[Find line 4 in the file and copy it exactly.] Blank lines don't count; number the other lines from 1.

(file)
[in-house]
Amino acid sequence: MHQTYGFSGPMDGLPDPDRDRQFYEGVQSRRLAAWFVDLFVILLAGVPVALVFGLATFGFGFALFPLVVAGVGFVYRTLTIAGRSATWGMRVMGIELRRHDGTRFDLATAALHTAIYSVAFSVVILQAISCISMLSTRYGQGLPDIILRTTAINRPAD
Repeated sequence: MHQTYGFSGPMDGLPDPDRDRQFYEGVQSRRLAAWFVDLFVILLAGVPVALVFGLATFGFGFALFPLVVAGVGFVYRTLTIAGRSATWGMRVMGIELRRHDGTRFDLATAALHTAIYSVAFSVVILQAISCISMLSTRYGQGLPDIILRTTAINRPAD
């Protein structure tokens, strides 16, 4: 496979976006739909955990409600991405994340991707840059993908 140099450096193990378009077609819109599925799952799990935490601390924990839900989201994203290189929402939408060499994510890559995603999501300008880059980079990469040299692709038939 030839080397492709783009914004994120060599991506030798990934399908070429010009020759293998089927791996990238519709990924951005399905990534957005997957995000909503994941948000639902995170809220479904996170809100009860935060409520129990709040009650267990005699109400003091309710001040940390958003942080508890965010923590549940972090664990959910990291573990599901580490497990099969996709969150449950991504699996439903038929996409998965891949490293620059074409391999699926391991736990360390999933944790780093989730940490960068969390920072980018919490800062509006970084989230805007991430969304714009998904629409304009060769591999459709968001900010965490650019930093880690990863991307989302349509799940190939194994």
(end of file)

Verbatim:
């Protein structure tokens, strides 16, 4: 496979976006739909955990409600991405994340991707840059993908 140099450096193990378009077609819109599925799952799990935490601390924990839900989201994203290189929402939408060499994510890559995603999501300008880059980079990469040299692709038939 030839080397492709783009914004994120060599991506030798990934399908070429010009020759293998089927791996990238519709990924951005399905990534957005997957995000909503994941948000639902995170809220479904996170809100009860935060409520129990709040009650267990005699109400003091309710001040940390958003942080508890965010923590549940972090664990959910990291573990599901580490497990099969996709969150449950991504699996439903038929996409998965891949490293620059074409391999699926391991736990360390999933944790780093989730940490960068969390920072980018919490800062509006970084989230805007991430969304714009998904629409304009060769591999459709968001900010965490650019930093880690990863991307989302349509799940190939194994």